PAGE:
Rum Sonnet

There came I day when I set out to sea

With a bottle of rum and a head full of cloud

The wind at my back, I was happy as can be

Rum in hand, head high and proud

Those early days brought summer weather

And ocean salt blew freely through my hair

Many sips of grog and I was light as a feather

Rollicking and roving without any care

Yet the innocent times were not to last

For dark tidings loomed beyond the breach

A powerful storm destroyed the ship’s mast

Foolish was I, grasping beyond my reach

From a watery grave let my tale unfold

N’er the rum make you a sailor bold 

Nelson’s Memorial

When the sailor went to sea
He heard every shanty under the sun
His favourite was a Drop Of Nelson’s Blood
Hard bastard that Horatio
So goddamn legendary his men pickled him in rum
They drank his essence to stay strong
To carry his spirit through the ages
The sailor thought about it
Every time he knocked back a tot
“Forget that cremation and coffin shite.
Bury me at sea in a barrel of rum.”
He told his buddies
Years later,
When the sailor was old, grey and passed away
His buddies chipped in for a barrel
Sent him on down to Fiddler’s Green
So he could raise a cup with Lord Nelson
And shares stories of the sea.

Songs Of The Sea: Fiddler’s Green

No matter the time period, a life at sea is no picnic and sailors would often find ways to break up the monotony and pain of long voyages. Sea shanties were common and while many songs carried a melancholy tune, there were others that had a far more hopeful outlook. 

Fiddler’s Green is one such example. Described as an afterlife for sailors, Fiddler’s Green is a sea shanty that describes rebirth and endless possibilities.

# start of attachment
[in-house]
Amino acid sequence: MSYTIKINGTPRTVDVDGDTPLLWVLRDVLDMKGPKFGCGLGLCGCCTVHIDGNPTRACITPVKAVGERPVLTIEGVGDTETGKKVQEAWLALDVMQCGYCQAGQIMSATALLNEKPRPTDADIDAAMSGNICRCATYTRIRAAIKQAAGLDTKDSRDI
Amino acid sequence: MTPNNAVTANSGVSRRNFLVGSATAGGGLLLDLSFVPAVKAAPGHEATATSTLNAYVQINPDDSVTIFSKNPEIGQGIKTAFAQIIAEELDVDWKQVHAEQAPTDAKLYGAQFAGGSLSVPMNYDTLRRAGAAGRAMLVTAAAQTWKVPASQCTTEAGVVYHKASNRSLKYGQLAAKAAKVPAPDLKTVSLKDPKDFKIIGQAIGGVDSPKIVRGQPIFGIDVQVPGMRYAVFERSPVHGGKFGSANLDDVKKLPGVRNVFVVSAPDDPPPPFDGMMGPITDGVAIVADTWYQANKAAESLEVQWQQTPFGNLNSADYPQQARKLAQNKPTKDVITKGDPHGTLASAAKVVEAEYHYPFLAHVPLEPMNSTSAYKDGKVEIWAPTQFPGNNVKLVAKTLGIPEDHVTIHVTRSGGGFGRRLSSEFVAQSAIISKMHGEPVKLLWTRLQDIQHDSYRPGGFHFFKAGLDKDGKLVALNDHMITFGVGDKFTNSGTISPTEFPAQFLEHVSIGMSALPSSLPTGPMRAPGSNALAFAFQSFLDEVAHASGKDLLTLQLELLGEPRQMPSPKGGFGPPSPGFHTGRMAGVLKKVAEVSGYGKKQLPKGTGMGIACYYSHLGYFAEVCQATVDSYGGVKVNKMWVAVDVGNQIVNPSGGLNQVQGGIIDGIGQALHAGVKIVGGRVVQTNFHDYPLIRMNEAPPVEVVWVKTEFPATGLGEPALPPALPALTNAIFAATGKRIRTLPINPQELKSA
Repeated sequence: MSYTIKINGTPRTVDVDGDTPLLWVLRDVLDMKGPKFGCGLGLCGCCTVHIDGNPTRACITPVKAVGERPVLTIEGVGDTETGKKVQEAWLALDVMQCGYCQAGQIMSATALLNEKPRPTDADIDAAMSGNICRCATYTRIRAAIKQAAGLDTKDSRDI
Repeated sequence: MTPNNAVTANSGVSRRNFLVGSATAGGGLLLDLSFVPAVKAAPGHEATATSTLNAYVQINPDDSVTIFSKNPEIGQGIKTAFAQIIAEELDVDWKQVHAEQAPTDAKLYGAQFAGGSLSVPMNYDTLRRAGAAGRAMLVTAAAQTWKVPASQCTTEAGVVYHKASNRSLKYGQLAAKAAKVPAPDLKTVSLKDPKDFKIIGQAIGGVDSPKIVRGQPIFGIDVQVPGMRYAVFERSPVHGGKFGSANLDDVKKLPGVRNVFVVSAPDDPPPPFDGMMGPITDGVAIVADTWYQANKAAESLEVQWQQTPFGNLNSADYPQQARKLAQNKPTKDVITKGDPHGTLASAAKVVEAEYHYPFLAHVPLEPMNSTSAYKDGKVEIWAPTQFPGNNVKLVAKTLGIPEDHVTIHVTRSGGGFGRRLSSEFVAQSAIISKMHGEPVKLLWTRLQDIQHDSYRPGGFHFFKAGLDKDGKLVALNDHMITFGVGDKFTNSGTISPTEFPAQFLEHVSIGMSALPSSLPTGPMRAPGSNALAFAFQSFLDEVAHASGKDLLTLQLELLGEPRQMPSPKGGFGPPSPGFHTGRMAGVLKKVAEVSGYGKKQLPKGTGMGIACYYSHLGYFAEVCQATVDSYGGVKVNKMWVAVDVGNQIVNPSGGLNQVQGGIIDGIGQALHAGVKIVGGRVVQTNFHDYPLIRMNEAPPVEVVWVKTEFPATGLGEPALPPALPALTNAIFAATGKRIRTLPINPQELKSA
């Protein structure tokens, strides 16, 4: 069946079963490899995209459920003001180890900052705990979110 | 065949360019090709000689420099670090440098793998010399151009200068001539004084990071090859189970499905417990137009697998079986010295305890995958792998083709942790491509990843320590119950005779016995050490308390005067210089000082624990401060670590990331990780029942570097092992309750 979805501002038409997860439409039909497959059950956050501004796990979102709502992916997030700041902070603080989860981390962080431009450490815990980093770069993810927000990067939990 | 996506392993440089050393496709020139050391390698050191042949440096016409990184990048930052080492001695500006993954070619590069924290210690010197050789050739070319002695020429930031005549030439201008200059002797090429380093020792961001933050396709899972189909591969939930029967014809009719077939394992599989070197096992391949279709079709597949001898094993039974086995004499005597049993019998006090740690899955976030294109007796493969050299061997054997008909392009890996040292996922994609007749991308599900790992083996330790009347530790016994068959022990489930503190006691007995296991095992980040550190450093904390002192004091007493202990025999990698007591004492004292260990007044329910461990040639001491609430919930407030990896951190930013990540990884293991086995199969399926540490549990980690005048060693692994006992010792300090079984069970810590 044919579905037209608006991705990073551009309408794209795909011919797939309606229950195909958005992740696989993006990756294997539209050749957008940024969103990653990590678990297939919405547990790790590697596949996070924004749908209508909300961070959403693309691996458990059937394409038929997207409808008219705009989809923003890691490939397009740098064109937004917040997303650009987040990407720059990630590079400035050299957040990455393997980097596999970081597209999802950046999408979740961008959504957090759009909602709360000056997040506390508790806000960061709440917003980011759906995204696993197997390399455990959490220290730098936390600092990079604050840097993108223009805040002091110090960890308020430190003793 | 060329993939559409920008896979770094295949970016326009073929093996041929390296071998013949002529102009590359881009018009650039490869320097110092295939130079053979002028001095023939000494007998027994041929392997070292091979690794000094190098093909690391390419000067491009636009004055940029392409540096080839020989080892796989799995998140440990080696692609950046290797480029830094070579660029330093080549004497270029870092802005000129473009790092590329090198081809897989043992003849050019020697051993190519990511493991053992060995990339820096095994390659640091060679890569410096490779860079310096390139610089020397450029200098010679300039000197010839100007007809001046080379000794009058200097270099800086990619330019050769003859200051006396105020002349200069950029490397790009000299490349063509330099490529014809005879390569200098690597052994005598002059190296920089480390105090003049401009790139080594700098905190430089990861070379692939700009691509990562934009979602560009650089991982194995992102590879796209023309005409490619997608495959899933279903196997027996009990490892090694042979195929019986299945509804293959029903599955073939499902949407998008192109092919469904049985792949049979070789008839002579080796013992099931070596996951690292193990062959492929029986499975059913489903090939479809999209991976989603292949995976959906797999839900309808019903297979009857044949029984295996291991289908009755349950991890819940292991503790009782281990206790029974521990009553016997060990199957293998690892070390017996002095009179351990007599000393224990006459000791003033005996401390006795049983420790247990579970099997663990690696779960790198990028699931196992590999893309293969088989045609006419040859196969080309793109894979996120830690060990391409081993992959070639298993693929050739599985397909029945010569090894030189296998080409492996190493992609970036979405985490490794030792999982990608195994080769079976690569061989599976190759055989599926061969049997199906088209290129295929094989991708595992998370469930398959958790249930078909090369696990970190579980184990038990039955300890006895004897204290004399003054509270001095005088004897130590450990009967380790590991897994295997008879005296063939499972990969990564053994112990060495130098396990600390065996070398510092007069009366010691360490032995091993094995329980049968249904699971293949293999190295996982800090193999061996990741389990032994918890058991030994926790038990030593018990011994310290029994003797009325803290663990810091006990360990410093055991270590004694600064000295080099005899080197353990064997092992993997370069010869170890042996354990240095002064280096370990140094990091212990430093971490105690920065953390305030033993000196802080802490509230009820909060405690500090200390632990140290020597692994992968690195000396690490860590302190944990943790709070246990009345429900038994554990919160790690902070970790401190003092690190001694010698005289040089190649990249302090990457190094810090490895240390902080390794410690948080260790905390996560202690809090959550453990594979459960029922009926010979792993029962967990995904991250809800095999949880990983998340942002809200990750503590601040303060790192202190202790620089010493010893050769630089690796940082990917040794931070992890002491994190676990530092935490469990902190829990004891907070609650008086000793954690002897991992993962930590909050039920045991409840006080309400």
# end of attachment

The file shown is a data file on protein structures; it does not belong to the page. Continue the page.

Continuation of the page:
Continue reading “Songs Of The Sea: Fiddler’s Green”

A Merry Life And A Short One

When the boy went to sea

He had no idea of the life he would lead

All he wanted was to leave the old one behind

Scrubbing decks was his bread and butter

Aboard, there was no bread and butter to eat

After the first month he stowed away on another ship

A great beast of a vessel railing against the wind

Powered by a restless need to wander and conquer

The captain found him the same day

Half-starved, more ghost than boy

Rum brought him back to life

Warmed his blood 

From that day forward he wore many hats

Swabbie, powder monkey, first mate, captain

Shanties became his lullaby

Violence became his religion

Rum became his mistress

Drank in victory, burned in defeat

Years later the boy returned home

His father didn’t recognise him

He saw a man in fine clothes

It was the last thing he saw

The boy went back to the sea

Roving to the edges of the world

Until he went down with his ship

A merry life and a short one

Songs Of The Sea: Jolly Roving Tar

Sea shanties are musical snapshots in time. They convey a sense of what conditions were like for sailors during the heyday of piracy and many are still sung today to celebrate the history of ships and the navy.

Rum was a common theme in various shanties and it crops up a few times in Jolly Roving Tar.  A sea shanty with a bittersweet tone, Jolly Roving Tar has multiple interpretations.

Continue reading “Songs Of The Sea: Jolly Roving Tar”